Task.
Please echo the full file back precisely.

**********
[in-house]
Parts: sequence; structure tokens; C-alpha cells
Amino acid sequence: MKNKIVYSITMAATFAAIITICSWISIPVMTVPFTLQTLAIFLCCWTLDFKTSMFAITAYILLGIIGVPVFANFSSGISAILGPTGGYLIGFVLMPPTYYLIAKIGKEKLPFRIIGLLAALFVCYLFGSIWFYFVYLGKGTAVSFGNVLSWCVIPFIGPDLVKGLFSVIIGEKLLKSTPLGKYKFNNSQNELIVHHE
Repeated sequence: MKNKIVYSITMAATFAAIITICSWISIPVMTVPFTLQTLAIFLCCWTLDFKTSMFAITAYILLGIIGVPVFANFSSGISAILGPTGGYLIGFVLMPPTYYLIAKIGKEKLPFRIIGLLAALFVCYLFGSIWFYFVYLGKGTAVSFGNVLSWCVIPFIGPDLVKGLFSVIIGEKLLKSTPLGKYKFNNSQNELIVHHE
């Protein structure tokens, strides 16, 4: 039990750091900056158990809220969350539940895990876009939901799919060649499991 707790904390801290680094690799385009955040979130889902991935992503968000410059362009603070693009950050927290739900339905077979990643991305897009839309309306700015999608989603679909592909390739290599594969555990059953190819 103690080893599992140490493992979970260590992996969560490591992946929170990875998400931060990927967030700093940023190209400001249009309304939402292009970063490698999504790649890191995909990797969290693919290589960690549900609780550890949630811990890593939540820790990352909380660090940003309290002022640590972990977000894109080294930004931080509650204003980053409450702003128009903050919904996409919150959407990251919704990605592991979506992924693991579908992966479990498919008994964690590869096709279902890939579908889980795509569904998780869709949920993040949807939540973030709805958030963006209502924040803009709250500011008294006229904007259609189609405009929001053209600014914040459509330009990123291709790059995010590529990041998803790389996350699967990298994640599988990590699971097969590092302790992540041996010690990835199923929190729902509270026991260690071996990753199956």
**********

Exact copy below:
[in-house]
Parts: sequence; structure tokens; C-alpha cells
Amino acid sequence: MKNKIVYSITMAATFAAIITICSWISIPVMTVPFTLQTLAIFLCCWTLDFKTSMFAITAYILLGIIGVPVFANFSSGISAILGPTGGYLIGFVLMPPTYYLIAKIGKEKLPFRIIGLLAALFVCYLFGSIWFYFVYLGKGTAVSFGNVLSWCVIPFIGPDLVKGLFSVIIGEKLLKSTPLGKYKFNNSQNELIVHHE
Repeated sequence: MKNKIVYSITMAATFAAIITICSWISIPVMTVPFTLQTLAIFLCCWTLDFKTSMFAITAYILLGIIGVPVFANFSSGISAILGPTGGYLIGFVLMPPTYYLIAKIGKEKLPFRIIGLLAALFVCYLFGSIWFYFVYLGKGTAVSFGNVLSWCVIPFIGPDLVKGLFSVIIGEKLLKSTPLGKYKFNNSQNELIVHHE
């Protein structure tokens, strides 16, 4: 039990750091900056158990809220969350539940895990876009939901799919060649499991 707790904390801290680094690799385009955040979130889902991935992503968000410059362009603070693009950050927290739900339905077979990643991305897009839309309306700015999608989603679909592909390739290599594969555990059953190819 103690080893599992140490493992979970260590992996969560490591992946929170990875998400931060990927967030700093940023190209400001249009309304939402292009970063490698999504790649890191995909990797969290693919290589960690549900609780550890949630811990890593939540820790990352909380660090940003309290002022640590972990977000894109080294930004931080509650204003980053409450702003128009903050919904996409919150959407990251919704990605592991979506992924693991579908992966479990498919008994964690590869096709279902890939579908889980795509569904998780869709949920993040949807939540973030709805958030963006209502924040803009709250500011008294006229904007259609189609405009929001053209600014914040459509330009990123291709790059995010590529990041998803790389996350699967990298994640599988990590699971097969590092302790992540041996010690990835199923929190729902509270026991260690071996990753199956």